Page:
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It appears Vitor Belfort’s storied Ultimate Fighting Championship career finally came to an end at UFC 224 on Saturday in Rio de Janeiro. It’s hard to imagine the sport without him given what a staple he has been for such a long period of time. He was a star from his first UFC appearance, so he has been a heavily scrutinized figure for over 20 years now. When he made his UFC debut, 61-year-old hall of famer Paul Molitor was still playing baseball. John Elway still had the rep of a great player who couldn’t win the big one. Belfort’s pro MMA debut came before Kobe Bryant’s NBA debut. Gerald Ford was still President. OK, the last one isn’t true. The point: Belfort has been around forever.
More than just longevity, Belfort was a noteworthy figure. His looks and personality made him a television star in Brazil. His electric hand speed made him a fighter that promoters built around time and again. The UFC was planning to build the company around Belfort and Mark Coleman before Belfort ran into a less heralded wrestler by the name of Randy Couture. His knockout of Wanderlei Silva was for years arguably the top highlight-reel finish in the sport, given its explosiveness and the run Silva went on after that fight. His fight with Anderson Silva is probably the most important fight in the development of the popularity of UFC in Brazil, a night in Las Vegas where it felt like Brazilian reporters outnumbered American reporters.
The retirement -- assuming Belfort doesn’t end up in Bellator MMA -- of such a long-tenured and accomplished athlete is naturally going to come with fanfare. The crowd in Brazil gave Belfort a warm reception as he flashed his charismatic smile one last time in the Octagon. It was a nice sendoff for a generally well-liked competitor. However, it also masked a less pleasant reality about Belfort’s career: For better or worse, no fighter in MMA history is more associated with the subject of performance-enhancing drugs.
It’s fair to make the argument that this shouldn’t be the case. After all, other fighters have failed more drug tests. The problem for Belfort beyond the drug test failure he did have and the therapeutic use exemption that raised so many flags that it basically ruined the use of TUE exceptions for everyone else is that the ups and downs of his career seemed so tied to his physique. After his initial rise in the sport, his career hit the skids. He would beat no-hope opponents like Kazuo Takahashi and Antony Rea, but he would lose to every high-quality fighter he took on for basically a half decade. Belfort looked like a spent force. Then came his early- to mid-30s surge.
All of a sudden, Belfort was knocking out high-quality opponents left and right again. However, the even bigger development was, well, Belfort’s bigness. Belfort was performing at a higher level at the same time he was exploding in musculature. It was hard not to connect the dots, and pretty much every other fighter in his division did exactly that. There have been whispers about certain fighters over the years, but Belfort was discussed loudly and openly by a culture that usually has the I’ll-beat-you-no-matter-what-you’re-on mentality.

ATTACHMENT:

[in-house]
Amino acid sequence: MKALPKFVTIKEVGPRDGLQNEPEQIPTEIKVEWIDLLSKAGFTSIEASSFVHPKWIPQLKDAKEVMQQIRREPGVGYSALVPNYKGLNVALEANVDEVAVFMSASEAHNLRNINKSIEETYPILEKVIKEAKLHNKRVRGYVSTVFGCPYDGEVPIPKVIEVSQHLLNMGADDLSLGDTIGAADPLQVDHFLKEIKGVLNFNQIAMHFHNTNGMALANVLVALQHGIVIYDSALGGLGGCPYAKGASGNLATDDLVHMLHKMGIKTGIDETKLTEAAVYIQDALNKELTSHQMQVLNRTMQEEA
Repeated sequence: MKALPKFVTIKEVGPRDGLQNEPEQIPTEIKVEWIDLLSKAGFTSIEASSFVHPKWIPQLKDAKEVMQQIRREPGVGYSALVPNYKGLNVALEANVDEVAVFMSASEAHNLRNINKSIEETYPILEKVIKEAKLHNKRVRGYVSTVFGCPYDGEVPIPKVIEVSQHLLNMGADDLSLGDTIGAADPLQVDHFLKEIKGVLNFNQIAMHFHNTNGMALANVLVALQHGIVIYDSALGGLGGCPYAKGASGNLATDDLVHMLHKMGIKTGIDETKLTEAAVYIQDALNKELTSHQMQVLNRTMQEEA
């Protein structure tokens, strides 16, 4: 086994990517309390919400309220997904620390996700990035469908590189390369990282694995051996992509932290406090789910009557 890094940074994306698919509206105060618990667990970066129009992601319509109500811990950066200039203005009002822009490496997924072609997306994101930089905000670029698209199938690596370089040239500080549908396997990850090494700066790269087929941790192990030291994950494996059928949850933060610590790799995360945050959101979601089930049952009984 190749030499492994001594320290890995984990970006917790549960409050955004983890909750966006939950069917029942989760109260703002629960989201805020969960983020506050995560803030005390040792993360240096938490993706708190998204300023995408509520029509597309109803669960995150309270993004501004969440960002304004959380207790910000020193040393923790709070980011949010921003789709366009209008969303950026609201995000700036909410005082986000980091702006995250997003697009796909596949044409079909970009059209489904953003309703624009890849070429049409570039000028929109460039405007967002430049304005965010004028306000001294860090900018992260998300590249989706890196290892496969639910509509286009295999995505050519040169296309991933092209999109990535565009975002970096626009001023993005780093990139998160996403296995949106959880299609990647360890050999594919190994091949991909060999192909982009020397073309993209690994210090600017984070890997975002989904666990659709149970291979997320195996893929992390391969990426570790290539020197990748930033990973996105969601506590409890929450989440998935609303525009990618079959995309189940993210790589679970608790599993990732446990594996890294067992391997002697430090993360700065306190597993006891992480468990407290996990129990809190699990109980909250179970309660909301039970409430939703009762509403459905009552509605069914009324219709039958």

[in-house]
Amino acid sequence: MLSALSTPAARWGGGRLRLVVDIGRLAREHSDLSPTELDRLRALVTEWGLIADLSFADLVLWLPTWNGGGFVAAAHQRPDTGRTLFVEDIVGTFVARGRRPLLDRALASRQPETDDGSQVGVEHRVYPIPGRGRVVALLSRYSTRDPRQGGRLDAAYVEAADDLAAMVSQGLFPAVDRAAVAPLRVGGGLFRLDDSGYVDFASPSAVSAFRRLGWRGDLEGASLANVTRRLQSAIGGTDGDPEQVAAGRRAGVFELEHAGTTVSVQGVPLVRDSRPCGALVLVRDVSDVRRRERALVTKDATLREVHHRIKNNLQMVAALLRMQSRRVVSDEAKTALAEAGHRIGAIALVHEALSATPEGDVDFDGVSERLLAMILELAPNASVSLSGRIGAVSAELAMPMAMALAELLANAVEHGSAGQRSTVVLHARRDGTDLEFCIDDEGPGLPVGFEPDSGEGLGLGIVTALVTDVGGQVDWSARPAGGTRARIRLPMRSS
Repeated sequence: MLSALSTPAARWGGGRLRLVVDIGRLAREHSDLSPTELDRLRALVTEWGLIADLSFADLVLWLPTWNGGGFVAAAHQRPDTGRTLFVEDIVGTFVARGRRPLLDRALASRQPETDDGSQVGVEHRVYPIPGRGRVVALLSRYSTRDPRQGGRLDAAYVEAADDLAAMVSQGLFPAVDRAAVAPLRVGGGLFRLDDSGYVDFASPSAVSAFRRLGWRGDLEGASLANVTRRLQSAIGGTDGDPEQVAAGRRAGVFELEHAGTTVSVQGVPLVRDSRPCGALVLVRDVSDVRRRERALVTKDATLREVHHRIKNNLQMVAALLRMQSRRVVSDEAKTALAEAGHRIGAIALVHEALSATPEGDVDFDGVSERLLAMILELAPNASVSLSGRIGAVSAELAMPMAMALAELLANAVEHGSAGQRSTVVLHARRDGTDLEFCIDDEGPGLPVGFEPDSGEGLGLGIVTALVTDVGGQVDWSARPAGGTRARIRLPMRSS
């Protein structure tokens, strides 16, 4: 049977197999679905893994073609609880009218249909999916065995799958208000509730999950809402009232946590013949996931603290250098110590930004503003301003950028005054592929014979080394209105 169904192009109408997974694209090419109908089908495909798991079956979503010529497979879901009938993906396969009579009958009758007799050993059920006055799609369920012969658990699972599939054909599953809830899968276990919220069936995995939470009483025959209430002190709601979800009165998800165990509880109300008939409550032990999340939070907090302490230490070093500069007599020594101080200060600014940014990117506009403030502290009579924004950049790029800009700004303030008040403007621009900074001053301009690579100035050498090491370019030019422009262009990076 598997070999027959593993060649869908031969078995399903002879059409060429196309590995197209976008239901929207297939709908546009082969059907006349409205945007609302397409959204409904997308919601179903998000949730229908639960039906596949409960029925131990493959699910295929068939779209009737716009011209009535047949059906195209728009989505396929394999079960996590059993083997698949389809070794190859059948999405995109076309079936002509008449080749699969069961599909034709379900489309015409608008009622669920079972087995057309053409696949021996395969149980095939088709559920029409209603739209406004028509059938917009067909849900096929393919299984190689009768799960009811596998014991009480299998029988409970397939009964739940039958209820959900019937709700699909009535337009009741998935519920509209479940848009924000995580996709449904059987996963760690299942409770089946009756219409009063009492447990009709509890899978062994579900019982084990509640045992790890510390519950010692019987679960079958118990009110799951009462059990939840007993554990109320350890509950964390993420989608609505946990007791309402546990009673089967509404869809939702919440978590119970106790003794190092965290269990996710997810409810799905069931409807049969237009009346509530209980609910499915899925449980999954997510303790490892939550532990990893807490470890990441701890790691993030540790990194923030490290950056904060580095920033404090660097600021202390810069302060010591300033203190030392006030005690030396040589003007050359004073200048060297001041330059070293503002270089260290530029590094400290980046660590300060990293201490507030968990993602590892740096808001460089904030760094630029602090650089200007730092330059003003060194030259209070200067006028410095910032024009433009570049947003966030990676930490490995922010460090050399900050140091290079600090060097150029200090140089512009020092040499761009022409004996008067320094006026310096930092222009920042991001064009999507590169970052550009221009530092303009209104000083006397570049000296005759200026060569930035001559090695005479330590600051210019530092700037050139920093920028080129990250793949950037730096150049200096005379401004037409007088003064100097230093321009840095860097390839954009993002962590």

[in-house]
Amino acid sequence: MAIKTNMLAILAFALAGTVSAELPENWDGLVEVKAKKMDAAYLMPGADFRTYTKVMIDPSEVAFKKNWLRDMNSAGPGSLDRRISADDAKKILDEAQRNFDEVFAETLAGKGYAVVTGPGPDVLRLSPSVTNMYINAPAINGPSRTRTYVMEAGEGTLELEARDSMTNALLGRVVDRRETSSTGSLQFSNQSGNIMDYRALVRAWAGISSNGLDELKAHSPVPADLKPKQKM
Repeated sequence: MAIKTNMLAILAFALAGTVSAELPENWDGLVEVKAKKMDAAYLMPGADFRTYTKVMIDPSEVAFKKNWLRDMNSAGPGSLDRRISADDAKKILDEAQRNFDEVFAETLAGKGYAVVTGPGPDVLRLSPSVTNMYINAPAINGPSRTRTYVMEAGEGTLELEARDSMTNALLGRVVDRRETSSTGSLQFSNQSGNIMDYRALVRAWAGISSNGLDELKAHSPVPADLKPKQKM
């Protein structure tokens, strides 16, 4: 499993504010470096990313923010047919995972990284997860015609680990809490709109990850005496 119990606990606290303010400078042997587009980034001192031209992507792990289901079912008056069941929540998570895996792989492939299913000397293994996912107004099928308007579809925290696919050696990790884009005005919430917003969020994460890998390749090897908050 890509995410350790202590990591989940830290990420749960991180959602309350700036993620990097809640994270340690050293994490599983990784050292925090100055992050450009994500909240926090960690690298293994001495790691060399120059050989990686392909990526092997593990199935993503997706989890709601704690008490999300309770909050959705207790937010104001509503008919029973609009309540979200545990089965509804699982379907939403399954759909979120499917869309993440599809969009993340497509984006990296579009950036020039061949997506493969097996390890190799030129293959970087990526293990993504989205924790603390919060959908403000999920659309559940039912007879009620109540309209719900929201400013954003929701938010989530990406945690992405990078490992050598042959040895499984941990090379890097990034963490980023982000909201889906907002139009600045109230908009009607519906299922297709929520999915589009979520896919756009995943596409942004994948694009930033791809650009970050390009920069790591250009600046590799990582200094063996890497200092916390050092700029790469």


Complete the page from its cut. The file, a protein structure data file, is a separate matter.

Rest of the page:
The truth is that MMA fans for the most part have never cared that much about performance-enhancing drugs. Among bigger fans, Pride Fighting Championships still represents a glory period, and that was the Wild, Wild West. Many fighters over the years have failed drug tests only to return to cheers. The UFC played into this by downplaying news of failures, but even after the more rigorous drug testing system was implemented, failures just weren’t the scarlet letter they were in other sports built more around teams and statistics. If fans feel like basically everybody is trying to get every advantage they can, there’s at least a level playing field.
That level playing field is precisely where Belfort’s career becomes so problematic. It’s just so easy to tie his periods of success to when he was the most ripped fighter in the sport and his periods of failure to when he wasn’t. It’s not the perception that he cheated but the perception that his cheating materially affected his resume relative to his peers. That’s why a lot of baseball fans were so livid about the rise of steroids in that sport. Those players weren’t just using steroids against peers who were also using steroids. Those players were cheating against icons like Babe Ruth and Hank Aaron, who clearly weren’t using steroids. The key issue is one of fairness.
With MMA still evolving, it’s very hard to know which fighters of the past 20 years will loom largest 20 years from now. Perhaps Belfort will stand out most for his blazing hands and preponderance of high-profile fights. Those certainly weren’t minor parts of his legacy. Unfortunately for Belfort, my bet is that questions about the reasons for the unique trajectory of his career will always loom large.
Todd Martin has written about mixed martial arts since 2002 for a variety of outlets, including CBSSports.com, SI.com, ESPN.com, the Los Angeles Times, MMApayout.com, Fight Magazine and Fighting Spirit Magazine. He has appeared on a number of radio stations, including ESPN affiliates in New York and Washington, D.C., and HDNet’s “Inside MMA” television show. In addition to his work at Sherdog.com, he does a weekly podcast with Wade Keller at PWTorch.com and blogs regularly at LaTimes.com. Todd received his BA from Vassar College in 2003 and JD from UCLA School of Law in 2007 and is a licensed attorney. He has covered UFC, Pride, Bellator, Affliction, IFL, WFA, Strikeforce, WEC and K-1 live events. He believes deeply in the power of MMA to heal the world and bring happiness to all of its people.